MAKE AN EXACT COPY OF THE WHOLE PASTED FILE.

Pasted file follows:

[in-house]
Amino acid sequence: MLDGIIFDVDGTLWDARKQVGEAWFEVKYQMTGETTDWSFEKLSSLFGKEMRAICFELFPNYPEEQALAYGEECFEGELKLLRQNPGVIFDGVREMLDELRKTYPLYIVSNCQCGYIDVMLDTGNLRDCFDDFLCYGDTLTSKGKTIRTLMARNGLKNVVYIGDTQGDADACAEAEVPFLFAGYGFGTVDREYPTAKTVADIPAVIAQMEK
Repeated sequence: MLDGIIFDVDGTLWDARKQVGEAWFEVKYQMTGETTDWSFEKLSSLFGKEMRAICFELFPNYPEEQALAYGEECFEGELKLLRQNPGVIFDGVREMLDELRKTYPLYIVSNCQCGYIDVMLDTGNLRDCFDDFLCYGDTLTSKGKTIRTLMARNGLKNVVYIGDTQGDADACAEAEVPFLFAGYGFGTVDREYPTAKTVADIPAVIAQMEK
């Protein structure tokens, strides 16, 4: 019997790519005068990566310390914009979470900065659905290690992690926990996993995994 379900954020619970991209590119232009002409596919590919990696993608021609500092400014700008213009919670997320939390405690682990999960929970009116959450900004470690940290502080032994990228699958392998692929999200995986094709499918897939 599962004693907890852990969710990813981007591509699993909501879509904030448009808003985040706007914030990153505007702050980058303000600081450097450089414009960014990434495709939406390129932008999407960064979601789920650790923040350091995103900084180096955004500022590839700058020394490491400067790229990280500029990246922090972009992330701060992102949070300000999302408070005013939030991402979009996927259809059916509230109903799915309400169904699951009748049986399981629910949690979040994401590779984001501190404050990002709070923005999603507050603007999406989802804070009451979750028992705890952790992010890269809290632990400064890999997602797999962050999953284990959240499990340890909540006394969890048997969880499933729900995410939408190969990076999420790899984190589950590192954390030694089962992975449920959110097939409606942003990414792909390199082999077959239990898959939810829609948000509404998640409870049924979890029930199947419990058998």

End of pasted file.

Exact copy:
[in-house]
Amino acid sequence: MLDGIIFDVDGTLWDARKQVGEAWFEVKYQMTGETTDWSFEKLSSLFGKEMRAICFELFPNYPEEQALAYGEECFEGELKLLRQNPGVIFDGVREMLDELRKTYPLYIVSNCQCGYIDVMLDTGNLRDCFDDFLCYGDTLTSKGKTIRTLMARNGLKNVVYIGDTQGDADACAEAEVPFLFAGYGFGTVDREYPTAKTVADIPAVIAQMEK
Repeated sequence: MLDGIIFDVDGTLWDARKQVGEAWFEVKYQMTGETTDWSFEKLSSLFGKEMRAICFELFPNYPEEQALAYGEECFEGELKLLRQNPGVIFDGVREMLDELRKTYPLYIVSNCQCGYIDVMLDTGNLRDCFDDFLCYGDTLTSKGKTIRTLMARNGLKNVVYIGDTQGDADACAEAEVPFLFAGYGFGTVDREYPTAKTVADIPAVIAQMEK
């Protein structure tokens, strides 16, 4: 019997790519005068990566310390914009979470900065659905290690992690926990996993995994 379900954020619970991209590119232009002409596919590919990696993608021609500092400014700008213009919670997320939390405690682990999960929970009116959450900004470690940290502080032994990228699958392998692929999200995986094709499918897939 599962004693907890852990969710990813981007591509699993909501879509904030448009808003985040706007914030990153505007702050980058303000600081450097450089414009960014990434495709939406390129932008999407960064979601789920650790923040350091995103900084180096955004500022590839700058020394490491400067790229990280500029990246922090972009992330701060992102949070300000999302408070005013939030991402979009996927259809059916509230109903799915309400169904699951009748049986399981629910949690979040994401590779984001501190404050990002709070923005999603507050603007999406989802804070009451979750028992705890952790992010890269809290632990400064890999997602797999962050999953284990959240499990340890909540006394969890048997969880499933729900995410939408190969990076999420790899984190589950590192954390030694089962992975449920959110097939409606942003990414792909390199082999077959239990898959939810829609948000509404998640409870049924979890029930199947419990058998």